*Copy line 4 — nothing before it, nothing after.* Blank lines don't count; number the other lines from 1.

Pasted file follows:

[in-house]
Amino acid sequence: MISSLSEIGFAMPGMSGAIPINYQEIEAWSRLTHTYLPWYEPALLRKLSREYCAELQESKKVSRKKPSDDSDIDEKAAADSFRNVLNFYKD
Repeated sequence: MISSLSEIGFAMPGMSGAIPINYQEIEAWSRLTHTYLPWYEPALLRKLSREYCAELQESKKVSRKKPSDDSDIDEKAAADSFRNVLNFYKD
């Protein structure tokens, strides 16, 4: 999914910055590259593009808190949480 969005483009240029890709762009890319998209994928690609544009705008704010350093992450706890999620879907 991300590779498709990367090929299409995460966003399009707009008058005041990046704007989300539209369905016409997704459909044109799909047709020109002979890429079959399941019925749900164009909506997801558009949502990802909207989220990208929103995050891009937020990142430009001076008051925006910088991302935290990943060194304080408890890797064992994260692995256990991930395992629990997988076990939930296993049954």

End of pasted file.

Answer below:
């Protein structure tokens, strides 16, 4: 999914910055590259593009808190949480 969005483009240029890709762009890319998209994928690609544009705008704010350093992450706890999620879907 991300590779498709990367090929299409995460966003399009707009008058005041990046704007989300539209369905016409997704459909044109799909047709020109002979890429079959399941019925749900164009909506997801558009949502990802909207989220990208929103995050891009937020990142430009001076008051925006910088991302935290990943060194304080408890890797064992994260692995256990991930395992629990997988076990939930296993049954």